Thursday, April 24, 2014
The Bard's Birthday
Of course, we don't really know his birthday--not for certain. The church in Stratford-upon-Avon, the town where he was born in 1564, kept records of christenings, not of births. He was christened on 26 April 1564. It's likely (though not certain) he was born a few days earlier. Parents liked to get their infants to the church as soon as possible after birth: Infant mortality was high, and the religious rite of baptism gave the youngster a chance for a better afterlife.Here's a link to the service as recorded in the 1552 Book of Common Prayer. It's haunting to think that these words went into Shakespeare's ears--but he heard only strange sounds (an experience many youngsters share when they first study the Bard!).
I've written here a lot about Shakespeare--including a series of posts that led up to our seeing Richard II, last summer--the last of his plays that Joyce and I had not seen onstage. I've written, too, about memorizing his work (I know more than a dozen sonnets + a number of famous speeches from the plays), and I've written about my reluctance even to begin my Shakespeare journey. (I've also published on Kindle Direct a YA biography of the Bard: All the World's a Stage: The Worlds of William Shakespeare, 2012; here's a link to that book.)
I've also written here about my experiences teaching Shakespeare over the years--the good, the bad, the ugly. I had some of the best times of my career working with the Bard--and some difficult times, too.
But today--around the time when he was born--I've been thinking about the whole concept of "birthday" and what it means. And I've realized that Shakespeare is reborn every time someone sees a play, reads a sonnet, watches a film. And I think, too, that each of us, coming to his work for the first time, is in a sense reborn, as well.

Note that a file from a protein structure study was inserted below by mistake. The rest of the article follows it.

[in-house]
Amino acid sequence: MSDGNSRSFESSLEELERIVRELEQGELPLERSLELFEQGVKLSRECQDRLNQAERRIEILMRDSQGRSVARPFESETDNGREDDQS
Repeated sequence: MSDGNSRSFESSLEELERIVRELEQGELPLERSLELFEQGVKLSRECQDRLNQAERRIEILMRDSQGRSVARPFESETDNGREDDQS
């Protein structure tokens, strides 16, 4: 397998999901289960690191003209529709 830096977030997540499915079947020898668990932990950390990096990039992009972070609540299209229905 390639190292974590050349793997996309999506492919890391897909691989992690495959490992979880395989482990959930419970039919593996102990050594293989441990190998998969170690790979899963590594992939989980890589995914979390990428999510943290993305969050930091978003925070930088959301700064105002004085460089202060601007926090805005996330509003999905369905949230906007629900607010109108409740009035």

The hard part: We must prepare ourselves to enter his world. His vocabulary was different--as was just about everything else: government, religion, family life, transportation, recreation, communication, clothing, food. You name it. We can't really encounter the plays meaningfully if we do not make the effort to enter his world. And that takes some work.
I've said this before--but it's worth repeating. If he were suddenly to materialize in a high school cafeteria today, he would not understand much of anything. Everything he saw would be alien; he would understand few words he heard. The food would surprise him, the music shock him, the clock on the wall puzzle him, the iPhones make him wish he were dead again ... But if he wanted to communicate with the (very surprised) students at his cafeteria table, he would have a lot of learning to do first--a lot of catching up. Just as we do ...
I can tell you that it's worth it. Things I've learned about the Elizabethan world have illuminated scenes that had always been dark to me. And I've realized a simple formula: The more I know, the more I enjoy.
I'm still learning. I still hear lines from the stage that baffle me. But I know this: It's not his fault. It's mine. And I know that I have more to learn, and more to learn, and ... It seems endless with the Bard. I taught Hamlet to high school juniors the last decade of my career, and every single year I noticed things I'd not noticed before, understood lines that had confused me. But for me, this is one of his greatest gifts--the gift of surprise. Endless surprise. I learned that if I'm willing to do what it takes to enter his world, he will be there, holding the door open, inviting me in.